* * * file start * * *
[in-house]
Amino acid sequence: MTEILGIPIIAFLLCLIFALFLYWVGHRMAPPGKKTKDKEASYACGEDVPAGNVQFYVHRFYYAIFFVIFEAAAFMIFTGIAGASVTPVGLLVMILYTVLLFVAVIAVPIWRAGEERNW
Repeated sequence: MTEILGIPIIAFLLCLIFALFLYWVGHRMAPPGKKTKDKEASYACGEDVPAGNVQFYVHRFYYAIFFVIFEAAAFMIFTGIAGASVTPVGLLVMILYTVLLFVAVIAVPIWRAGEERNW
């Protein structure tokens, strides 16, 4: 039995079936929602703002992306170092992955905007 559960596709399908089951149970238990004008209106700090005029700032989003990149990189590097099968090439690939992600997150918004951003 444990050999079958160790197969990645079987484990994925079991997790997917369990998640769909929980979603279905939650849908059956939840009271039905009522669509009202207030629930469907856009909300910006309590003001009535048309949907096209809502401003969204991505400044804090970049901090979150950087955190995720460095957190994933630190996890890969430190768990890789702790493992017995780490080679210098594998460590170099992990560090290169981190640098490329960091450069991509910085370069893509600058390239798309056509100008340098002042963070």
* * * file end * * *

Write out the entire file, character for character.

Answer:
[in-house]
Amino acid sequence: MTEILGIPIIAFLLCLIFALFLYWVGHRMAPPGKKTKDKEASYACGEDVPAGNVQFYVHRFYYAIFFVIFEAAAFMIFTGIAGASVTPVGLLVMILYTVLLFVAVIAVPIWRAGEERNW
Repeated sequence: MTEILGIPIIAFLLCLIFALFLYWVGHRMAPPGKKTKDKEASYACGEDVPAGNVQFYVHRFYYAIFFVIFEAAAFMIFTGIAGASVTPVGLLVMILYTVLLFVAVIAVPIWRAGEERNW
């Protein structure tokens, strides 16, 4: 039995079936929602703002992306170092992955905007 559960596709399908089951149970238990004008209106700090005029700032989003990149990189590097099968090439690939992600997150918004951003 444990050999079958160790197969990645079987484990994925079991997790997917369990998640769909929980979603279905939650849908059956939840009271039905009522669509009202207030629930469907856009909300910006309590003001009535048309949907096209809502401003969204991505400044804090970049901090979150950087955190995720460095957190994933630190996890890969430190768990890789702790493992017995780490080679210098594998460590170099992990560090290169981190640098490329960091450069991509910085370069893509600058390239798309056509100008340098002042963070």